This book examines the practical partnerships and awkward alliances that constitute Indigenous contemporary practices in the town of Tennant Creek. It provides a detailed ethnographic snapshot of the Warumungu people as they engage with a range of various interlocutors, such as transnational railroad companies, national mining groups, international tourists, and regional businesses.
This is not simply ethnography for its own sake, but a sustained deployment of ethnography in response to the vexed circulation of representations with which Indigenous minorities everywhere must engage. Christen's strong approach to the current realities is a breath of fresh air and highly original. - Fred Myers, New York University
[This book] offers some new writing and perspectives on the emergence of Aboriginal organisations and the unfolding of this within national, regional and town contexts. It will make the book of interest not only to academic anthropologists but also to people in applied fields, political science, sociology, history and other disciplinary areas. - Dr Francesca Merlan, Professor of Anthropology, Australian National University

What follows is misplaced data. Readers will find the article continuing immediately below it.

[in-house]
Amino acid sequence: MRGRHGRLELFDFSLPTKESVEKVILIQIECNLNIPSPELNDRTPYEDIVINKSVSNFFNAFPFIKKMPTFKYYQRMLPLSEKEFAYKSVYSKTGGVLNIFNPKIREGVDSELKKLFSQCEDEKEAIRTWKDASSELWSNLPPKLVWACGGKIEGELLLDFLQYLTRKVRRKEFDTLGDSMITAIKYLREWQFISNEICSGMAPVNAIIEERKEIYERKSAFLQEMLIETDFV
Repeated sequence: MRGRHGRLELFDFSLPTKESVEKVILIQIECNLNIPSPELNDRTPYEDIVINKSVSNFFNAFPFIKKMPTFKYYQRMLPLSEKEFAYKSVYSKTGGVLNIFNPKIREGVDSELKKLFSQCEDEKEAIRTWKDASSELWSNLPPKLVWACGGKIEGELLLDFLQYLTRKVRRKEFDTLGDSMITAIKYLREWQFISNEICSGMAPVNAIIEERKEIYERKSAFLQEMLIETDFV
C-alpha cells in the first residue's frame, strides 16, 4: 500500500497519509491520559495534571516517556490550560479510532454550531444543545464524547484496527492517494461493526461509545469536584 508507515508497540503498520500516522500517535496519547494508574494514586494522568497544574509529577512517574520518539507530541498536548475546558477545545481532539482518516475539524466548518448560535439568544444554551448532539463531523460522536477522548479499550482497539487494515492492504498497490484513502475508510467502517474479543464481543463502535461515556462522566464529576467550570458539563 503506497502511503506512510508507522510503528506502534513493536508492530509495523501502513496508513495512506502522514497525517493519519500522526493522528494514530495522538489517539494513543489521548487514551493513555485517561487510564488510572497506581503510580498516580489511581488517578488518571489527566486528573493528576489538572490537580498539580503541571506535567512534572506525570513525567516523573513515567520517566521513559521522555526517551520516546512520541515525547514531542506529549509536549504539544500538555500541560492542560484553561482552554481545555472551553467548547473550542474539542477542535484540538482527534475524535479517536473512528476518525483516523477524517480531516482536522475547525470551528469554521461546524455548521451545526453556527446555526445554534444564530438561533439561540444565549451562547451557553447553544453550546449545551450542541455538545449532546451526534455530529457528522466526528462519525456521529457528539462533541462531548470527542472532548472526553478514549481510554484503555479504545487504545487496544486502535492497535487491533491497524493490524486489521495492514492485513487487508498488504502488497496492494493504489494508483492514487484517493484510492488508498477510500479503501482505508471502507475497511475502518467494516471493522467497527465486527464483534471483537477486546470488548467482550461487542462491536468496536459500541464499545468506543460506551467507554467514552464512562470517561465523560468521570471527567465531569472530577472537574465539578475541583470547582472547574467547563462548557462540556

- 230mm x 155mm x 20mm
- Released July 2009
- ISBN 9780855757021
About The Author
Kimberly Christen is the Director of the Center for Digital Scholarship and Curation at Washington State University where she is a Professor in, and the Director of, the Digital Technology and Culture Program.
She is the founder of Mukurtu Content Management System an open source community access platform designed to meet the needs of Indigenous communities.
She is the Director of the Sustainable Heritage Network, and co-director of the Local Contexts initiative, that provides educational resources for stewarding digital cultural heritage and supporting Indigenous communities in the management of intellectual property.
About The Cover
top, photograph by Gary Warner; bottom, photograph by Kimberley Christen.